LinkedIn enters education industry with new learning platform

E-courses include 3D animation, speech writing, and more

Last Thursday, LinkedIn launched a new site offering e-learning for individuals, businesses, and educational institutions, Ingrid Lunden reports for Tech Crunch. 

The new site, LinkedIn Learning, offers 9,000 courses on a myriad of subjects like programming skills, writing, and accounting.

The online courses are only available to LinkedIn Premium subscribers—the paying portion of LinkedIn's 450 million members—and are especially directed at HR managers and employers who can suggest specific courses to employees and monitor their progress. LinkedIn also plans to release an enterprise tier to large companies so that they can extend the subscription to their entire employee base.

The e-courses, which consist mostly of accessible videos, are based on content from lynda.com, the online learning site that LinkedIn purchased for $1.5 billion over a year ago.

Online education goes hand-in-hand with LinkedIn's role as a place where people can maintain their professional profiles publicly and seek out jobs, according to Lunden. "Building on that as a place to also enhance your professional skills makes a lot of sense," she writes.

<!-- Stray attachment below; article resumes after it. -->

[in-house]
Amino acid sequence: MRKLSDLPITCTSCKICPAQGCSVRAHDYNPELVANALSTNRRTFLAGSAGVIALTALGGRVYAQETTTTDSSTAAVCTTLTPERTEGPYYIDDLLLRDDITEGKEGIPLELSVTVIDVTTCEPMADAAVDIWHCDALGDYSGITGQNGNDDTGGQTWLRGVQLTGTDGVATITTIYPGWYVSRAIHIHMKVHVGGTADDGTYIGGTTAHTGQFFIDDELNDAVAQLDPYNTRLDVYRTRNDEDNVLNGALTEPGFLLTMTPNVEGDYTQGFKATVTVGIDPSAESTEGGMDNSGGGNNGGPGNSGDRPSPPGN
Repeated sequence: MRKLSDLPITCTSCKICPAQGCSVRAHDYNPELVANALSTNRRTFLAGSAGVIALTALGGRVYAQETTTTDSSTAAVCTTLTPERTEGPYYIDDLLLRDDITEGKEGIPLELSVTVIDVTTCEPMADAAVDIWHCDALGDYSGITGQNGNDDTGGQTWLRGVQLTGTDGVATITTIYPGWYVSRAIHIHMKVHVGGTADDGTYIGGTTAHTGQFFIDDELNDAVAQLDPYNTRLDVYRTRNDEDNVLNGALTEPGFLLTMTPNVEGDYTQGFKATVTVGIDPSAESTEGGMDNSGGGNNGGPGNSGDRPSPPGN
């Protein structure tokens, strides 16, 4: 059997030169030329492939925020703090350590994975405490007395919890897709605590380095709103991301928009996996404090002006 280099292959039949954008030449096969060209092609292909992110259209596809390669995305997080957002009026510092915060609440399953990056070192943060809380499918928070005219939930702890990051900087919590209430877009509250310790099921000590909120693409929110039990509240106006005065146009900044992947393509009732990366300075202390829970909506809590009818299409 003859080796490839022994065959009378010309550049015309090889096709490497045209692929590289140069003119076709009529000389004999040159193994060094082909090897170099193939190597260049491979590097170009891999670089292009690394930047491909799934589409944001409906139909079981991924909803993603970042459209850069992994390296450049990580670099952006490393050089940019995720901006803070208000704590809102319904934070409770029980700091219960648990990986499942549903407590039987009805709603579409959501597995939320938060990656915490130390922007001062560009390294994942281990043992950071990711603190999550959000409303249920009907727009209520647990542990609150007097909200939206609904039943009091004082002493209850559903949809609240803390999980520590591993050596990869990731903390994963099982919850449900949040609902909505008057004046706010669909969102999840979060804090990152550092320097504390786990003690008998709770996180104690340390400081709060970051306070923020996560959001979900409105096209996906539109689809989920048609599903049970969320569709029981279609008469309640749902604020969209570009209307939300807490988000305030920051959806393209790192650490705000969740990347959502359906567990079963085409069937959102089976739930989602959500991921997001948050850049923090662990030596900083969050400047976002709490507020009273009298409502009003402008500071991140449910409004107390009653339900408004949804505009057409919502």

In launching the learning platform, LinkedIn also intends to appeal to higher education institutions. Previously, LinkedIn launched special, verified profile pages to universities and colleges in an effort to hook into alumni job-finding networks for the recruitment business. However, without the learning component Lunden felt the initiative was "always... missing something."

Why—and how—two institutions embraced external partnerships for continuing and online education

In a presentation about the new learning product, LinkedIn's CEO Jeff Weiner emphasized the importance of education today. Weiner noted that the World Economic Forum expects 5 million jobs to be displaced by the introduction of new technologies and that 78% of CFOs surveyed believe that up to 25% of their workforces could be displaced by 2020.

This prediction, Lunden writes, is one of the main reasons LinkedIn sees education as a business opportunity "with 'just in time' experience training... as a key way of meeting that demand."

Alongside the launch of LinkedIn Learning, the company also plans to update other areas of its service, including a revamped desktop experience, a "smarter" content newsfeed, and the addition of bots to its messaging service (Lunden, Tech Crunch, 9/22).

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